Electrophysiological and Behavioral Responses of Sorghum Chafer, Pachnoda Interrupta (Coleoptera: Scarabaeidae) to Host Plant Volatile Compounds

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Addis Ababa University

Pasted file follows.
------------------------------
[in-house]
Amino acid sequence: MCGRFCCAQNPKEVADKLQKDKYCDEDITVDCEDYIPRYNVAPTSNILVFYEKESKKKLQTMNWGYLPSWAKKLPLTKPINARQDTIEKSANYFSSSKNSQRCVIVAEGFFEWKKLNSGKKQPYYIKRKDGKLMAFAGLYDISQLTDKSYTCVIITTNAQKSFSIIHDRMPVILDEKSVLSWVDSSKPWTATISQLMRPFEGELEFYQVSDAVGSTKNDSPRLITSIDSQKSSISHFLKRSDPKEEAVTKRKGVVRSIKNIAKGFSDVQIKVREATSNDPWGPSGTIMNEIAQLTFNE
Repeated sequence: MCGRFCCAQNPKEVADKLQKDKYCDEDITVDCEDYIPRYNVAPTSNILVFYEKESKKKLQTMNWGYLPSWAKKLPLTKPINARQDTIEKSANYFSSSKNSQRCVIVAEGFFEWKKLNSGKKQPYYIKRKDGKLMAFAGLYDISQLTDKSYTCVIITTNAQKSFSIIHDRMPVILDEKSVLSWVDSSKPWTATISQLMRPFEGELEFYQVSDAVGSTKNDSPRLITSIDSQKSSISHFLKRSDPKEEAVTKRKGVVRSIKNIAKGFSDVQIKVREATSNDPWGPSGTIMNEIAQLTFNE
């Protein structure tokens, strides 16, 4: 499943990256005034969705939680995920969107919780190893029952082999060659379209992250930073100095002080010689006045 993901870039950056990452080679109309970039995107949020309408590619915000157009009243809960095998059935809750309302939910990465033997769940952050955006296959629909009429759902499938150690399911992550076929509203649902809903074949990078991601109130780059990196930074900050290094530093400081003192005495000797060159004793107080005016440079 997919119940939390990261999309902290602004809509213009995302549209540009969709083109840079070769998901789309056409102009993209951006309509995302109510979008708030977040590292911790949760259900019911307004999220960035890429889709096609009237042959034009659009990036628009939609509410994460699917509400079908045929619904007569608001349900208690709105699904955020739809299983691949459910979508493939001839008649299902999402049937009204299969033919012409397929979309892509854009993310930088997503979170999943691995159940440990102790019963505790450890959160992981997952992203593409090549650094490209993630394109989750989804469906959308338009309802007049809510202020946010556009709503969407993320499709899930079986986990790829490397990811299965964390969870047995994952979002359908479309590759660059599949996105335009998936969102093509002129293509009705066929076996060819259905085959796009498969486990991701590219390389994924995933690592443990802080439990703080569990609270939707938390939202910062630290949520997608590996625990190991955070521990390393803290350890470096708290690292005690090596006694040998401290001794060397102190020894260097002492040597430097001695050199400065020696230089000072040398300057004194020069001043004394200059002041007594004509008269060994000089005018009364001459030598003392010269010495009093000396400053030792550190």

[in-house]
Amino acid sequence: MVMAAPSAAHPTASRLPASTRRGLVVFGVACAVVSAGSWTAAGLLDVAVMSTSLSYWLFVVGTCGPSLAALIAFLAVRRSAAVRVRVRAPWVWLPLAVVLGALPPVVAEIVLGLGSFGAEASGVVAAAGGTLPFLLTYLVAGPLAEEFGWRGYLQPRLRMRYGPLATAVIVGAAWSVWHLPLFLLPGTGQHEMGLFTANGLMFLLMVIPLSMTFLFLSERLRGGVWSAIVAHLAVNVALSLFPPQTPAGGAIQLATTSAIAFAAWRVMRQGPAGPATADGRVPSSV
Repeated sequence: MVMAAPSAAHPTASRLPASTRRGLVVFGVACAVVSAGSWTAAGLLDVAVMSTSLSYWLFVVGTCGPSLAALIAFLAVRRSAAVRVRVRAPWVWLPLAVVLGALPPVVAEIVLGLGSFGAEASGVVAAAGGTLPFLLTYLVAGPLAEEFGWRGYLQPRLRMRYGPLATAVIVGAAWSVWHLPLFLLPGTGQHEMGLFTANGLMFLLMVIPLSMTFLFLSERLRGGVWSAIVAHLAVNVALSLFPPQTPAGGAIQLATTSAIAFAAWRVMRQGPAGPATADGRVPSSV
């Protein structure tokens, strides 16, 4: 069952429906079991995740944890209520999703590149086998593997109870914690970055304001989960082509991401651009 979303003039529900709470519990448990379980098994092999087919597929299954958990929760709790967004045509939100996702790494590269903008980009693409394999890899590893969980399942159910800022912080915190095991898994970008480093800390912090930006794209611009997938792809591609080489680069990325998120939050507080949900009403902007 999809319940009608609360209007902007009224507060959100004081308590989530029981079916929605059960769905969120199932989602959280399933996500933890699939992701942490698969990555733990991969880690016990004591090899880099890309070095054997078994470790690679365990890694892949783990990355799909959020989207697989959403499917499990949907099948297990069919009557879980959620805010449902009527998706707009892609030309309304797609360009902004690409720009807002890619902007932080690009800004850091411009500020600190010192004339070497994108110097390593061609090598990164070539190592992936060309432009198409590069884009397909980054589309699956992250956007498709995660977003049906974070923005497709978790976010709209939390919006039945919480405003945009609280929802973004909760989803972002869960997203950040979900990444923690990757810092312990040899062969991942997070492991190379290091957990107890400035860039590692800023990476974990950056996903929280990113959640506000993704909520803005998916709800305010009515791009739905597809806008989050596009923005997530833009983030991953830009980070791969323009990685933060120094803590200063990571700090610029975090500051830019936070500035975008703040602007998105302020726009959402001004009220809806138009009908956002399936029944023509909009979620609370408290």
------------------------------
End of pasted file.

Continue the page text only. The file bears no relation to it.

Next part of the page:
The sorghum chafer, Pachnoda interrupta, (Coleoptera: Scarabaeidae) is a polyphagous herbivore and an important pest of sorghum (Sorghum bioclor). In this thesis work, plant volatile compounds from different hosts were identified with the purpose of using it as bait in traps for monitoring and/or control of P. interrupta adults. Behavioral and antennal responses of the sorghum chafer, Pachnoda interrupta (Olivier) were tested to eugenol, methyl salicylate, methyl anthranilate, isoamyl acetate and butyl butyrate. In the field, all odor-baited traps except isoamyl acetate applied on cotton dispensers, were significantly more attractive than unbaited traps. All compounds, except isoamyl acetate, elicited dose dependent electrophysiological responses from both male and female antennae. Dispenser type (cotton wick or rubber septum), trap location (inside or outside sorghum fields) and season (mating/July or feeding/September) affected the performance of different compounds as lures. In July, methyl salicylate applied on cotton was the most attractive lure, whereas the most attractive treatments in September were eugenol and isoamyl acetate on rubber septum. Headspace volatiles were collected from sorghum, Sorghum bicolor (Poaceae) and abutilon, Abutilon figarianum (Malvaceae). Combined gas chromatographyelectroantennographic detection (GC-EAD) analysis was carried out on the antennae of both sexes of P. interrupta. Compounds active in GC-EAD were identified by coupled gas chromatography-mass spectrometry (GC-MS) as (Z)-3-hexen-1-ol, tridecane, 1-octen-3-ol, and 1-octanol from sorghum. From abutilon, (Z)-3-hexen-1-ol, tetradecane, methyl salicylate and methyl anthranilate were identified. Similarly, EADactive compounds were identified from ripe banana as: ethyl butanoate, butyl isobutanoate, isobutyl isobutanoate, isopentyl isobutanoate, isoamyl butanoate, cis-3- hexyl-2-methyl butanoate and 2-heptyl butanoate. In the field, there was no significant difference in number of beetles caught in traps baited with individual sorghum compounds as compared to a blend of all four compounds in ratios mimicking the ones found in the sorghum extract. However, when methyl salicylate and/or eugenol were added to the blend, trap catches increased significantly. Similar results were obtained when eugenol was added to the synthetic abutilon blend in this study. Behavioral responses tested using the Y-tube olfactometer showed no significant different in response between the banana extract and the blend of synthetic compounds. This indicates that the compounds identified are behaviorally relevant and can be used as potential candidate for further field test. Scanning electron microscopy (SEM) revealed four morphological types of sensilla in the sorghum chafter, Pachnoda interrupta: grooved peg, smooth peg, grooved placodea, and smooth placodea. Olfactory receptor neurons (ORNs) were screened for response in single sensillum recordings with a set of 80 food-related compounds. From the 50 responding ORNs, 23 classes were identified. The classes were tuned to single compounds or sets of structurally and functionally similar compounds. The different ORN classes responded to green leaf volatiles (GLVs), flower and fruit odours and fermentation products. This indicates a sensory strategy for food search where multiple classes of ORNs each have a narrow detection window. Such a strategy could rely on common compounds present in hosts such as fruit or flowers, which advertise to symbionts for pollination and seed-dispersal with stereotyped odour signals.